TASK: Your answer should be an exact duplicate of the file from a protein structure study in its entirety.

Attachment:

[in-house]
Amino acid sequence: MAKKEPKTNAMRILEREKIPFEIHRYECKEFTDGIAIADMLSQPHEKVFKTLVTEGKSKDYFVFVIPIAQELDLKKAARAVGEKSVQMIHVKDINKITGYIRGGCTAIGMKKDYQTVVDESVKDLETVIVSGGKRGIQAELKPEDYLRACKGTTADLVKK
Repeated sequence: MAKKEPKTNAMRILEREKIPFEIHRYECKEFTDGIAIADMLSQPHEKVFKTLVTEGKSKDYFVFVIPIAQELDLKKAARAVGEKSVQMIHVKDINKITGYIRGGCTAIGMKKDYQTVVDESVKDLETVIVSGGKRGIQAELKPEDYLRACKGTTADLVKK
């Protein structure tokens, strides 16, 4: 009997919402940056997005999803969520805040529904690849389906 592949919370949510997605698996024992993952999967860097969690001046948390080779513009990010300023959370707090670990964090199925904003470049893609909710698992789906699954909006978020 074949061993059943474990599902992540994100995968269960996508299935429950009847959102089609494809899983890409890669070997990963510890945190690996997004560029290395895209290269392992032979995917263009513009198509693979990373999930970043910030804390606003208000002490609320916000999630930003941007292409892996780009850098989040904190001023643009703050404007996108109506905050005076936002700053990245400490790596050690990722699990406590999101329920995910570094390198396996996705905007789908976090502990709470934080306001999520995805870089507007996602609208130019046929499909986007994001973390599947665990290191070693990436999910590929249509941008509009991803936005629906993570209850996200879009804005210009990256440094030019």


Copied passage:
[in-house]
Amino acid sequence: MAKKEPKTNAMRILEREKIPFEIHRYECKEFTDGIAIADMLSQPHEKVFKTLVTEGKSKDYFVFVIPIAQELDLKKAARAVGEKSVQMIHVKDINKITGYIRGGCTAIGMKKDYQTVVDESVKDLETVIVSGGKRGIQAELKPEDYLRACKGTTADLVKK
Repeated sequence: MAKKEPKTNAMRILEREKIPFEIHRYECKEFTDGIAIADMLSQPHEKVFKTLVTEGKSKDYFVFVIPIAQELDLKKAARAVGEKSVQMIHVKDINKITGYIRGGCTAIGMKKDYQTVVDESVKDLETVIVSGGKRGIQAELKPEDYLRACKGTTADLVKK
């Protein structure tokens, strides 16, 4: 009997919402940056997005999803969520805040529904690849389906 592949919370949510997605698996024992993952999967860097969690001046948390080779513009990010300023959370707090670990964090199925904003470049893609909710698992789906699954909006978020 074949061993059943474990599902992540994100995968269960996508299935429950009847959102089609494809899983890409890669070997990963510890945190690996997004560029290395895209290269392992032979995917263009513009198509693979990373999930970043910030804390606003208000002490609320916000999630930003941007292409892996780009850098989040904190001023643009703050404007996108109506905050005076936002700053990245400490790596050690990722699990406590999101329920995910570094390198396996996705905007789908976090502990709470934080306001999520995805870089507007996602609208130019046929499909986007994001973390599947665990290191070693990436999910590929249509941008509009991803936005629906993570209850996200879009804005210009990256440094030019």